We often think we are immune to a cognitive bias if we are aware that it exists, and understand why it happens. But in fact, general awareness is usually quite insufficient to eradicate a bias; you have to put effort into particular cases to make headway. (For example, each new generation greatly underestimates how far we are from AGI, even when they know the prior record of bias.)
People are attached to sacred things. The definition I prefer for attachment is: you are attached to something if you aren't making plans to deal with it going away. With this definition, not all attachments are sacred, since I don't have plans to deal with various forms of injury, but intactness of my body isn't sacred. But, as far as I can tell, people only regard a thing as sacred if they are attached to it.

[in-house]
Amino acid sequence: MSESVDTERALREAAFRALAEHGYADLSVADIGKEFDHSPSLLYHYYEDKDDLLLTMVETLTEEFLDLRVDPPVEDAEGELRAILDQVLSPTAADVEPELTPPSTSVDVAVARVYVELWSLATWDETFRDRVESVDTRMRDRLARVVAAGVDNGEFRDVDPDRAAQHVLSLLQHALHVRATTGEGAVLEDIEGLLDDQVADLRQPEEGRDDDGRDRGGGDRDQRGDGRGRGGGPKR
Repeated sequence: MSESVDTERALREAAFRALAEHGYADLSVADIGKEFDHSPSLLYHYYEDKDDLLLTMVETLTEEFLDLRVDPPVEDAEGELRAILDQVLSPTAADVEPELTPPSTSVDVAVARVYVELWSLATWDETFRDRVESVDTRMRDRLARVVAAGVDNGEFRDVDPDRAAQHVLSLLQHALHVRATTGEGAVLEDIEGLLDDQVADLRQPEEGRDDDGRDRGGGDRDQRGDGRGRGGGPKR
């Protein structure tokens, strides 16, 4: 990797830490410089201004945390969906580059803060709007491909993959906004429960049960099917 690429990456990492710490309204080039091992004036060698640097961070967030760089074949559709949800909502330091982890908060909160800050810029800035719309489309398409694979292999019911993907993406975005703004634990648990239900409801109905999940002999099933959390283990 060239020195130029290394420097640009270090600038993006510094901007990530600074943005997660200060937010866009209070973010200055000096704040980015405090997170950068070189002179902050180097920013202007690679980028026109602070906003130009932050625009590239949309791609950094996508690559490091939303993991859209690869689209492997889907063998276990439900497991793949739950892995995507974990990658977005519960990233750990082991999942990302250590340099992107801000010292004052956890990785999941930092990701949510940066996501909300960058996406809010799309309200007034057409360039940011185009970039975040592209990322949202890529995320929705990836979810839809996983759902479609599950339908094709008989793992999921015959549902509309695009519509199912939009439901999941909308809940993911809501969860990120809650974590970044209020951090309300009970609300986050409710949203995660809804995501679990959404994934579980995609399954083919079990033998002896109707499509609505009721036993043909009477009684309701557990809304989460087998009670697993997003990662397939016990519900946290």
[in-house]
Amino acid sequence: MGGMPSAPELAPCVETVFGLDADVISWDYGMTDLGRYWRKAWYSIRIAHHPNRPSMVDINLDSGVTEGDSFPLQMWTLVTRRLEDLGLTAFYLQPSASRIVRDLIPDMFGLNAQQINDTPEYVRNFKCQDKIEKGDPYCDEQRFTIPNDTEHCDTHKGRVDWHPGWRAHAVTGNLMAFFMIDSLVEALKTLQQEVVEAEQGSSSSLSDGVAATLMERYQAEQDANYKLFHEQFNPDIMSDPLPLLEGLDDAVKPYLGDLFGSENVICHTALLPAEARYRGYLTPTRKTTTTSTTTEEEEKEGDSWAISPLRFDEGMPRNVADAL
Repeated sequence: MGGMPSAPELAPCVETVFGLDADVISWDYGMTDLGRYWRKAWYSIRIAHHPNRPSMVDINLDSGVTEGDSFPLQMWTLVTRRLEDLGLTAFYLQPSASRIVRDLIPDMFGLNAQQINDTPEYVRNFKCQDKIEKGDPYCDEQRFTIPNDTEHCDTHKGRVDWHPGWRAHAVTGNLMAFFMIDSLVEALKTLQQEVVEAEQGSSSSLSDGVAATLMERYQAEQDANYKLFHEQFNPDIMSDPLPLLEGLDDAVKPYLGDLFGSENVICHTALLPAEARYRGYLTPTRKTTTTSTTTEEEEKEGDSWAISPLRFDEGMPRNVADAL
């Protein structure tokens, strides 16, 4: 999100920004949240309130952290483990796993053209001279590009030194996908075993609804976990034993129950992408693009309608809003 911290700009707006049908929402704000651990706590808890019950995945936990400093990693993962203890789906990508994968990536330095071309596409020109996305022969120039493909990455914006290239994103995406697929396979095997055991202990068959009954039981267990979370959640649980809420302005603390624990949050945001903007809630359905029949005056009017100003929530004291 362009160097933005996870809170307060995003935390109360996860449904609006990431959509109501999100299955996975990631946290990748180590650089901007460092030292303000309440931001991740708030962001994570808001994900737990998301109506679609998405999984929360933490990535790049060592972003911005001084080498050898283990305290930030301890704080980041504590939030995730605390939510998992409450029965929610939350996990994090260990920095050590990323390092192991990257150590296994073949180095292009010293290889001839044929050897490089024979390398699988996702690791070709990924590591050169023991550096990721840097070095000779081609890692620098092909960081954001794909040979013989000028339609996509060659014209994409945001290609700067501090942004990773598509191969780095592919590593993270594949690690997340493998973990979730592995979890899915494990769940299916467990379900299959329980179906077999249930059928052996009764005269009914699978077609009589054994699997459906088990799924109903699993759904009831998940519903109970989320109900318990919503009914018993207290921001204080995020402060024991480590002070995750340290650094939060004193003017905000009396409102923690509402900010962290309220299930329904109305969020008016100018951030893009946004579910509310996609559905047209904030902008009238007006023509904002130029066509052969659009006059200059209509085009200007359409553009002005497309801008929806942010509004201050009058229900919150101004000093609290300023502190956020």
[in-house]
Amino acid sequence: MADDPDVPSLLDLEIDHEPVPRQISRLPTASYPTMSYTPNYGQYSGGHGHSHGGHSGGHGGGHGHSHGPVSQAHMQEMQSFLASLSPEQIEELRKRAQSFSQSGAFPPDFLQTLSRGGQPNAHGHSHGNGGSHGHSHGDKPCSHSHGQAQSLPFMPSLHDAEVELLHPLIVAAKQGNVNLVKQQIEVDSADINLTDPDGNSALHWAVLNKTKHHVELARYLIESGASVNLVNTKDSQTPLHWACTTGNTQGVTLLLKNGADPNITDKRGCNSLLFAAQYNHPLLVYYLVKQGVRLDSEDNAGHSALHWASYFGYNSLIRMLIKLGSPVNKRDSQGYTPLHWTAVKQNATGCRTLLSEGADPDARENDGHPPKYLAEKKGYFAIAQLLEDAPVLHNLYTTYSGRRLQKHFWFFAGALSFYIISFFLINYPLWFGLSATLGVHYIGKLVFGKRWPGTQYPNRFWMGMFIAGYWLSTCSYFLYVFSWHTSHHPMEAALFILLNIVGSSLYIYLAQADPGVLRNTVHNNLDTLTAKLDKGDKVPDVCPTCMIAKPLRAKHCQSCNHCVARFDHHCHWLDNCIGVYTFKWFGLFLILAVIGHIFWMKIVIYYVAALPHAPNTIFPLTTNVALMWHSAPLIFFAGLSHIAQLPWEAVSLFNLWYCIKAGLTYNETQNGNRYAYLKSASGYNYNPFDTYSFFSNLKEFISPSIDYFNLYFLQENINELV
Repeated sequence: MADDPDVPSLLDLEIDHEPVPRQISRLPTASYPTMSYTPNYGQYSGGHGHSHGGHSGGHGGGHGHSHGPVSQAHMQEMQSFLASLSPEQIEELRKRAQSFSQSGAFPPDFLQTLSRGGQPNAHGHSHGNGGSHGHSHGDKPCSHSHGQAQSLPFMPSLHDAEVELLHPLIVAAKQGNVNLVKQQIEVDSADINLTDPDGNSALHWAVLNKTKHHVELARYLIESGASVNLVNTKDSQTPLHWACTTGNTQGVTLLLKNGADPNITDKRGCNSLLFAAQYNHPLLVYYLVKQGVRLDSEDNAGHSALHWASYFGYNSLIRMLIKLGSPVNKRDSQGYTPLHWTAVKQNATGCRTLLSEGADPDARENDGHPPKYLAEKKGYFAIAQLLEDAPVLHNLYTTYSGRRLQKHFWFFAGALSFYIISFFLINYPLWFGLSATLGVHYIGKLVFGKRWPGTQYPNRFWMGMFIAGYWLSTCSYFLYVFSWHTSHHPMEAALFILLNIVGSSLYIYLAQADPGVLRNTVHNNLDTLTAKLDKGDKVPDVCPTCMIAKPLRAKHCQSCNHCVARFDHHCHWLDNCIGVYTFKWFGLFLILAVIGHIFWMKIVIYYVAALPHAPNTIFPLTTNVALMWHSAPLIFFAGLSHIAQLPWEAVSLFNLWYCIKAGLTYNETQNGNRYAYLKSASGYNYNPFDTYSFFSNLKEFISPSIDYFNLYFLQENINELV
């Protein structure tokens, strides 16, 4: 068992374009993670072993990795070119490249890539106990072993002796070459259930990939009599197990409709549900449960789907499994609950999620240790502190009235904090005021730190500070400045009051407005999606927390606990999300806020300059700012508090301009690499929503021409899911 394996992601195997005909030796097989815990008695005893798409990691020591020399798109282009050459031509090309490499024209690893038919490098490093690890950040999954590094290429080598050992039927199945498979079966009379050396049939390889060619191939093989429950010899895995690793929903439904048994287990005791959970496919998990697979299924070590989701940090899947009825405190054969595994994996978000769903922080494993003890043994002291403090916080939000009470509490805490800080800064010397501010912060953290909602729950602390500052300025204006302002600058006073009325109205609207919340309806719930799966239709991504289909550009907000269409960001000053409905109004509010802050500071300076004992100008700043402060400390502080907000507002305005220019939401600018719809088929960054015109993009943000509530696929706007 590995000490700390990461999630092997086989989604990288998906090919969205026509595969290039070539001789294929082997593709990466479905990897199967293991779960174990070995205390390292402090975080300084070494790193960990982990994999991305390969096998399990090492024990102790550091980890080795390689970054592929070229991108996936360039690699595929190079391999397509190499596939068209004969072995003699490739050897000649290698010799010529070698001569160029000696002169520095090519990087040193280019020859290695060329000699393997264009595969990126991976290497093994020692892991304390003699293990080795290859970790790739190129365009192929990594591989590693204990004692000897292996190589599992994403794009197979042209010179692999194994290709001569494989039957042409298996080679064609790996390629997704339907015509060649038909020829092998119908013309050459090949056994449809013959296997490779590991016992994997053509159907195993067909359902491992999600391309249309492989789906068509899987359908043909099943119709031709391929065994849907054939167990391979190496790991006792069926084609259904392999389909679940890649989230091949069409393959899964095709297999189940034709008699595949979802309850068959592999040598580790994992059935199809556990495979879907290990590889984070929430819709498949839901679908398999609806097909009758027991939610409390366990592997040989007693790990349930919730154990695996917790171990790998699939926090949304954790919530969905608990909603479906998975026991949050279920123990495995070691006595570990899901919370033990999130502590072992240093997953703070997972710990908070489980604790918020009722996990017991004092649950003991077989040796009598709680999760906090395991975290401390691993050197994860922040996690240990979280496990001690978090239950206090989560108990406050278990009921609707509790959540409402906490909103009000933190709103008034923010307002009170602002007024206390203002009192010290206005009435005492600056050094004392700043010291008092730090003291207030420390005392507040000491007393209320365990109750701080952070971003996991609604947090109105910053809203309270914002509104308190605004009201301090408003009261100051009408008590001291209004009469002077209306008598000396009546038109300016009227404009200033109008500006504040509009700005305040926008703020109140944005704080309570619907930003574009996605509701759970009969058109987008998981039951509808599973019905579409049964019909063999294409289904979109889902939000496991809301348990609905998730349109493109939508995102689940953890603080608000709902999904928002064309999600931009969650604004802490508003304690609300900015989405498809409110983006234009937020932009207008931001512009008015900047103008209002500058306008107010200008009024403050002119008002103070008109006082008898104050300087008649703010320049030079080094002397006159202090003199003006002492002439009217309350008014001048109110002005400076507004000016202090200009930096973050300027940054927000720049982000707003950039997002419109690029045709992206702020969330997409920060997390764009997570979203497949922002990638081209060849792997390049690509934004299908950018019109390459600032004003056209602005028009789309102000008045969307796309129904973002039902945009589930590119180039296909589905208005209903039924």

Yes, war is sacred in many ways. So poll respondents seem adamant to declare that other things they care about are MORE sacred. Not sure I believe them though.
It seems fairly obvious to me that military service shares most of the characteristics of "sacredness": set apart from ordinary life, surrounded with ceremonies, separated from economic concerns, almost universal regard as an ideal.
I recall that around 1860, King William I of Prussia (the future Kaiser William I) was locked in a bitter struggle with the Prussian parliament over military funding. The King was greatly offended that greasy politicians dared to wield authority over the army's "sacred regiments" (his phrase).
A bit later, Abraham Lincoln famously described the battlefield of Gettysburg as "consecrated... far beyond our poor power to add or subtract".
Link to perceived sacredness summary is gated, good post thanks.